2.11.5 Claims are Clear

Date Published

In order to comply with sec 40(3) the claims must be clear.  This does not mandate the use of precise and absolute terms in the claims.  As noted by the courts:

“Lack of precise definition in claims is not fatal to their validity, so long as they provide a workable standard suitable to their intended use.  The consideration is whether, on any reasonable view, the claim has meaning.  In determining this, the expression in question must be understood in a practical, common sense manner.  Absurd constructions should be avoided and mere technicalities should not defeat the grant of protection.”

(Flexible Steel Lacing Company v Beltreco Ltd [2000] FCA 890; (2000) IPR 331 and cited with approval in Austal Ships Sales Pty Ltd v Stena Rederi Aktiebolag [2008] FCAFC 121; (2008) 77 IPR 229)

With regard to what constitutes “a workable standard”, consideration should be given to whether a claim provides a reasonable basis by which a third party could, without difficulty, determine whether or not what he proposes to do falls within the scope of the claim.  A claim will lack clarity if the standard specified by the terms of the claim would not permit a third party to ascertain whether an act would fall within the scope of the claim (see Monsanto Co v Commissioner of Patents (1974) 48 ALJR 59 at 60).

The claims of a specification are construed according to the rules of construction (see Rules of Construction and Construction of Claims).

Objections of lack of clarity must be taken when it is not possible to reasonably interpret the claims in accordance with the rules of construction.

Examination Practice

Examination provides an opportunity to improve the clarity of claims and thereby reduce the effort required to construe the claims ultimately granted. Thus, although it may be possible to ascribe a meaning to a claim despite the presence of ambiguities and other minor defects, it is frequently desirable, in the interests of customer service, to identify such deficiencies during examination to permit their rectification prior to grant.

In assessing the claims, examination should generally concentrate on the independent claims and those that prima facie add key or significant features and examiners should adopt a practical and common sense approach, avoiding excessive proof-reading of the claims to identify each and every clarity issue.

Terms and Language

Lack of clarity, where present, is often associated with particularly broad terms or language. Where the usage of such broad terms or non-specific language gives rise to a lack of clarity with respect to the scope of the monopoly to which the claim is directed (such as ambiguities, confusion or other difficulties in determining of the scope of the claim) that the examiner cannot readily resolve, an objection should be taken (see Imprecise Terms – e.g. “About”).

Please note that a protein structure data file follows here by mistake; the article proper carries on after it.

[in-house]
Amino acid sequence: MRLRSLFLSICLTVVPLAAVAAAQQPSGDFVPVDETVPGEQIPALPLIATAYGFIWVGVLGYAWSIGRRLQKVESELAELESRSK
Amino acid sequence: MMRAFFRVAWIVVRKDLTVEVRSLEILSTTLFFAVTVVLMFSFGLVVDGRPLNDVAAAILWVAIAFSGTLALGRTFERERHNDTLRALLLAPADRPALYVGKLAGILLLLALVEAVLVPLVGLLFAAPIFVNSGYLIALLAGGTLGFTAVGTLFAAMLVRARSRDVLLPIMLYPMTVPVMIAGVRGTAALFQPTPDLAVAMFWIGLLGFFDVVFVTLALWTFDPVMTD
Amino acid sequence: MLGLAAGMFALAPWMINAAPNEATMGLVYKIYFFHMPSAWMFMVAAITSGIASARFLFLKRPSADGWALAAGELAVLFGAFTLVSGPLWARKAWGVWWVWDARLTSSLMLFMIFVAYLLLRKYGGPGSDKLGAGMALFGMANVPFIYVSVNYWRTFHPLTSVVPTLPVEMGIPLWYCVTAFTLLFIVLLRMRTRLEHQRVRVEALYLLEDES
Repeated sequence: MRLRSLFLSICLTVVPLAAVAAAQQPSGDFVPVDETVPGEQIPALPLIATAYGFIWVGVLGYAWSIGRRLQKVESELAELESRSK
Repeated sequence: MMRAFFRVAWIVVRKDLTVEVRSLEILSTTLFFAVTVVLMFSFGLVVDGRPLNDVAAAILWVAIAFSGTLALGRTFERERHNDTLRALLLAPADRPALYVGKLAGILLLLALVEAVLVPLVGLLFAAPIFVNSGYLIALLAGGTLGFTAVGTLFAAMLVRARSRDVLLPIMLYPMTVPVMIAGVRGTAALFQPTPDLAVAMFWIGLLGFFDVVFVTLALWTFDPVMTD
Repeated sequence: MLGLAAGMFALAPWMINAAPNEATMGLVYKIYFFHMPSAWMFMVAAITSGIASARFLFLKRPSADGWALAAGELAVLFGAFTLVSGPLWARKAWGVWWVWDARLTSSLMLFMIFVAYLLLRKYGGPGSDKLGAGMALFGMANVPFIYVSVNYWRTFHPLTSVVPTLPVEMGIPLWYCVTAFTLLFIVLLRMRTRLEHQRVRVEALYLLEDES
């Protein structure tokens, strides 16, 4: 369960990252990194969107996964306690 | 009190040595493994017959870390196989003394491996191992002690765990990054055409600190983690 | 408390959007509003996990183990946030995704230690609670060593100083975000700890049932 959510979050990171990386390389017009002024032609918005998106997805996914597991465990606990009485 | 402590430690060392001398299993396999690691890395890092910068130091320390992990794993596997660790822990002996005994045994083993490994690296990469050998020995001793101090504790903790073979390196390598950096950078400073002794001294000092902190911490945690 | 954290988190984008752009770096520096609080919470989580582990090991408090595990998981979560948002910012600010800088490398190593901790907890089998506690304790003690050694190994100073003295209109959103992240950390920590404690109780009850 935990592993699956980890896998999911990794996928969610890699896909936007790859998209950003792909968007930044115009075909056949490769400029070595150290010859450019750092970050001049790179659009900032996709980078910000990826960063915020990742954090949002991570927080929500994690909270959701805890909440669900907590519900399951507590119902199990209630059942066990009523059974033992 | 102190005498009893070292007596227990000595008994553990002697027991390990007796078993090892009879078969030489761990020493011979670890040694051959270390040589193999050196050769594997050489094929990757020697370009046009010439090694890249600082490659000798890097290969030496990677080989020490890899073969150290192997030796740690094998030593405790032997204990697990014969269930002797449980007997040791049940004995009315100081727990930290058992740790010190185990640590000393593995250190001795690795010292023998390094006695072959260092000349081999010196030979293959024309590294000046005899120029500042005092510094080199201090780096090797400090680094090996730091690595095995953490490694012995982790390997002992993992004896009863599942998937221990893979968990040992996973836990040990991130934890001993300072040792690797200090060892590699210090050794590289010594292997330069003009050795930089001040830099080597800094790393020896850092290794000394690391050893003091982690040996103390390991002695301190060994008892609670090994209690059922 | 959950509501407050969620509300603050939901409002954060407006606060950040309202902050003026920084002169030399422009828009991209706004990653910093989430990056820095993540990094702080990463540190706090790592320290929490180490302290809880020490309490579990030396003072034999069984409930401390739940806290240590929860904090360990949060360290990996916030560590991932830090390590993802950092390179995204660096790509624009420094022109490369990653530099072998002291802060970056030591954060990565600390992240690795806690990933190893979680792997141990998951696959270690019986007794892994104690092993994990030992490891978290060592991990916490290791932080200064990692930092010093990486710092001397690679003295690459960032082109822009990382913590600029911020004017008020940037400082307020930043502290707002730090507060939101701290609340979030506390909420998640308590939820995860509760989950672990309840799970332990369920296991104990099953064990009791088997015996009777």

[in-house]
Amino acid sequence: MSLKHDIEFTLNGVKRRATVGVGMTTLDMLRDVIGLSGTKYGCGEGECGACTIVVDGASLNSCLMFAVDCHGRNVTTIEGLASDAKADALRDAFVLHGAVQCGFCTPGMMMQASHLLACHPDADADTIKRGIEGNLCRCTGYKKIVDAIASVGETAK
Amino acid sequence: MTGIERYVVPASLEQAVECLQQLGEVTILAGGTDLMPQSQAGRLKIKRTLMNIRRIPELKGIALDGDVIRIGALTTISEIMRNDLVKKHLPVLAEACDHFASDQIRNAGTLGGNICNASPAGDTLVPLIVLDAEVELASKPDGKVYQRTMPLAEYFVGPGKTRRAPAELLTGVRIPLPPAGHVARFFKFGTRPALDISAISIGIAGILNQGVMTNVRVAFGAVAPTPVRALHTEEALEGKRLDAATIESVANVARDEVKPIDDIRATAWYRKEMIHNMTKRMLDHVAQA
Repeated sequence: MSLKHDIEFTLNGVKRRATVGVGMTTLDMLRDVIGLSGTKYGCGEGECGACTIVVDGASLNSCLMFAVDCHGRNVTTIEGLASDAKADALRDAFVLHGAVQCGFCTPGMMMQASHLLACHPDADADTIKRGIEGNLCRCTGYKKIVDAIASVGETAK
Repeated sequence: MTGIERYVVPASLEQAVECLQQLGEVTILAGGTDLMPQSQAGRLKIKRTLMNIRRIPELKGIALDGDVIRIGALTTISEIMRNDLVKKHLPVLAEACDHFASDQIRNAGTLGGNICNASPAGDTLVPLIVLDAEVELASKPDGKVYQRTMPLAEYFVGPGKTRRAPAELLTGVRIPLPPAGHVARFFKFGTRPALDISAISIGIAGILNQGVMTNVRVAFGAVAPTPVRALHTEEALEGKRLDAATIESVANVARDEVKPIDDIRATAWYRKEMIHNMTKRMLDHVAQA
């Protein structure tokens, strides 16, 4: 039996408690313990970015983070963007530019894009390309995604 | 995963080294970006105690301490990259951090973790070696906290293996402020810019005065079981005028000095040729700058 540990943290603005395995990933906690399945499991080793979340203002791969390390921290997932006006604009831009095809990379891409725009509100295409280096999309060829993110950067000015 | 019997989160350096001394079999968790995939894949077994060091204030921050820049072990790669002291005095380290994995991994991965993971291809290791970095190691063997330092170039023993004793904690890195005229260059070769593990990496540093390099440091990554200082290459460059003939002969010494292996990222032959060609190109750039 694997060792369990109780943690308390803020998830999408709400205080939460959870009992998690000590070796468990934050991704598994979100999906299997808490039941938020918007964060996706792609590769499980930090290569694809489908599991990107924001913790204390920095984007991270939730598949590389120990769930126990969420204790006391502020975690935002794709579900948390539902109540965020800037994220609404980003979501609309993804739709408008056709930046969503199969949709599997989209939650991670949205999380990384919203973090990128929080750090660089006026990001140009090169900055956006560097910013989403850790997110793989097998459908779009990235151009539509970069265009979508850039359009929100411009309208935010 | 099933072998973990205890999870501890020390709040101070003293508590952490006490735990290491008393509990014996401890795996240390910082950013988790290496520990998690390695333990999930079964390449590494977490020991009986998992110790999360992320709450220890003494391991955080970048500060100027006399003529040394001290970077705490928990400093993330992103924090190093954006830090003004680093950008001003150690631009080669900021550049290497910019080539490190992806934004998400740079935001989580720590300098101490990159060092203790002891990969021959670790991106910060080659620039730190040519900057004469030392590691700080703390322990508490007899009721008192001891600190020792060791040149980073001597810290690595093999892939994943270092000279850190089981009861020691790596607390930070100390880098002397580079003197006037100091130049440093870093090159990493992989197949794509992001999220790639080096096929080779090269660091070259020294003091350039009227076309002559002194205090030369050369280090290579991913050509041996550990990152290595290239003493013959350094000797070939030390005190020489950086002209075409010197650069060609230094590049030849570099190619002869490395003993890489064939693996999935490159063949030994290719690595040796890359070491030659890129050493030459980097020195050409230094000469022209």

Examiners should note however, that the mere presence of such terms or language in a claim does not automatically render a claim unclear and so is not objectionable as such. This is because in some cases the nature of the invention justifies a broad monopoly that can be validly and precisely expressed despite the presence of these terms and/or the claim language. In such cases the meaning of a specific technical term or feature may be broad and encompass a range of embodiments, but the overall scope of the claim remains well defined and can be readily determined by the reader.  

Spelling, Grammar and Formatting Defects

Similarly, clarity objections relating to such matters as spelling errors, poor English or formatting defects are only required where examiners consider that their presence hinders or prevents a reasonable determination of the scope of the claims.  This may occur where, for example:

  • the error becomes significant due to the text affected, such as where a spelling error confuses the nature of a critical feature (e.g. “imino” misspelled “amino”);
  • the nature and/or frequency of the error(s) renders the claims difficult to construe (e.g. successive dependant claims spell the same word differently such that the appendancy is obscured); or
  • the errors adversely affect the readability of the claim(s) to the extent that interpretation is hindered (e.g. misalignment of labels on diagrams included in the claim to the extent that their points of attachment are unclear).

Where examiners become aware of other defects or clarity issues, these should be raised in the interests of providing good customer service, either as an objection or can be identified in a note, as judged most appropriate by the examiner in the specific circumstances of the case.

Where clarity issues are detected that affect many of the claims within a specification (e.g. as a result of poor translation), examiners may raise an objection based on a general observation accompanied by an example.